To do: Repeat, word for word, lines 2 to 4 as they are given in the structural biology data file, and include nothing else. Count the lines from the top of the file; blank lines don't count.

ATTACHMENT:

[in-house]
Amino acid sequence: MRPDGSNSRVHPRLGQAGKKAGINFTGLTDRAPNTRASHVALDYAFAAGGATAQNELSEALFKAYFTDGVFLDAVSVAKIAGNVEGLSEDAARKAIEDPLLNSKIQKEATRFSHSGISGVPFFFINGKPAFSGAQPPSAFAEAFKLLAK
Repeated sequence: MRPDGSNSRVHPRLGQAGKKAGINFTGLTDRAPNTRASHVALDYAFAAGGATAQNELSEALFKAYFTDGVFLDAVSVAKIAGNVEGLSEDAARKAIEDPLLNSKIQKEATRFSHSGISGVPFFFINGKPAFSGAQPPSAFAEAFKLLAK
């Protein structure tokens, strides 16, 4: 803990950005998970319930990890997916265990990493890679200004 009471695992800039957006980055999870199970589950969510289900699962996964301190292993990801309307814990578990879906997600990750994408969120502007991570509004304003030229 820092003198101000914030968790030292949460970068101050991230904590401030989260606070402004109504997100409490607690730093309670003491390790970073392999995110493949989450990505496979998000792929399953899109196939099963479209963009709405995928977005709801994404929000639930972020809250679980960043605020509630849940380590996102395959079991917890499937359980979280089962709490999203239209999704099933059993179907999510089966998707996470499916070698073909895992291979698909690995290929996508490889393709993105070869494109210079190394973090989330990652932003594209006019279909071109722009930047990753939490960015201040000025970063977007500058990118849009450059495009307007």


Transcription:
Amino acid sequence: MRPDGSNSRVHPRLGQAGKKAGINFTGLTDRAPNTRASHVALDYAFAAGGATAQNELSEALFKAYFTDGVFLDAVSVAKIAGNVEGLSEDAARKAIEDPLLNSKIQKEATRFSHSGISGVPFFFINGKPAFSGAQPPSAFAEAFKLLAK
Repeated sequence: MRPDGSNSRVHPRLGQAGKKAGINFTGLTDRAPNTRASHVALDYAFAAGGATAQNELSEALFKAYFTDGVFLDAVSVAKIAGNVEGLSEDAARKAIEDPLLNSKIQKEATRFSHSGISGVPFFFINGKPAFSGAQPPSAFAEAFKLLAK
């Protein structure tokens, strides 16, 4: 803990950005998970319930990890997916265990990493890679200004 009471695992800039957006980055999870199970589950969510289900699962996964301190292993990801309307814990578990879906997600990750994408969120502007991570509004304003030229 820092003198101000914030968790030292949460970068101050991230904590401030989260606070402004109504997100409490607690730093309670003491390790970073392999995110493949989450990505496979998000792929399953899109196939099963479209963009709405995928977005709801994404929000639930972020809250679980960043605020509630849940380590996102395959079991917890499937359980979280089962709490999203239209999704099933059993179907999510089966998707996470499916070698073909895992291979698909690995290929996508490889393709993105070869494109210079190394973090989330990652932003594209006019279909071109722009930047990753939490960015201040000025970063977007500058990118849009450059495009307007």